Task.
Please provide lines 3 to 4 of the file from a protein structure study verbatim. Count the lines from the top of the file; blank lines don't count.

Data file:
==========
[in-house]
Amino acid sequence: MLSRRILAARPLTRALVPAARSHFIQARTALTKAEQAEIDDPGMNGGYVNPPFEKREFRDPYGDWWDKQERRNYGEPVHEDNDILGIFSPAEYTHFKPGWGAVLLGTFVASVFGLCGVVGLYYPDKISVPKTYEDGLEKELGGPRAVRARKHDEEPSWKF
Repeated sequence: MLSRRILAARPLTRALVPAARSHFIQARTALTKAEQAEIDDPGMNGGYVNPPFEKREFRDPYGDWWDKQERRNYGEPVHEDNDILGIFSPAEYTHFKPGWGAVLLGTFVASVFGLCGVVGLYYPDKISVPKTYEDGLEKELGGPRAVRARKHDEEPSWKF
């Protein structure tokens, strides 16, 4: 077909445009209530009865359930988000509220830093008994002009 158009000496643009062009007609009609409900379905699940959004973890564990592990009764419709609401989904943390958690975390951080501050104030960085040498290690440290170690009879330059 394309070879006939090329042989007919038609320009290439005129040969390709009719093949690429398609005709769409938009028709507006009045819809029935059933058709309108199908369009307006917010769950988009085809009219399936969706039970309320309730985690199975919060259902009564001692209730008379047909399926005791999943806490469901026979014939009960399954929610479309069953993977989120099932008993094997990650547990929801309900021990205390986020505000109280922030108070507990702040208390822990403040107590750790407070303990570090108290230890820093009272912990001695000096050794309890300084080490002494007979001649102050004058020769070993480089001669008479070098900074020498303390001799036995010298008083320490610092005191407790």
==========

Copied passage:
Repeated sequence: MLSRRILAARPLTRALVPAARSHFIQARTALTKAEQAEIDDPGMNGGYVNPPFEKREFRDPYGDWWDKQERRNYGEPVHEDNDILGIFSPAEYTHFKPGWGAVLLGTFVASVFGLCGVVGLYYPDKISVPKTYEDGLEKELGGPRAVRARKHDEEPSWKF
């Protein structure tokens, strides 16, 4: 077909445009209530009865359930988000509220830093008994002009 158009000496643009062009007609009609409900379905699940959004973890564990592990009764419709609401989904943390958690975390951080501050104030960085040498290690440290170690009879330059 394309070879006939090329042989007919038609320009290439005129040969390709009719093949690429398609005709769409938009028709507006009045819809029935059933058709309108199908369009307006917010769950988009085809009219399936969706039970309320309730985690199975919060259902009564001692209730008379047909399926005791999943806490469901026979014939009960399954929610479309069953993977989120099932008993094997990650547990929801309900021990205390986020505000109280922030108070507990702040208390822990403040107590750790407070303990570090108290230890820093009272912990001695000096050794309890300084080490002494007979001649102050004058020769070993480089001669008479070098900074020498303390001799036995010298008083320490610092005191407790």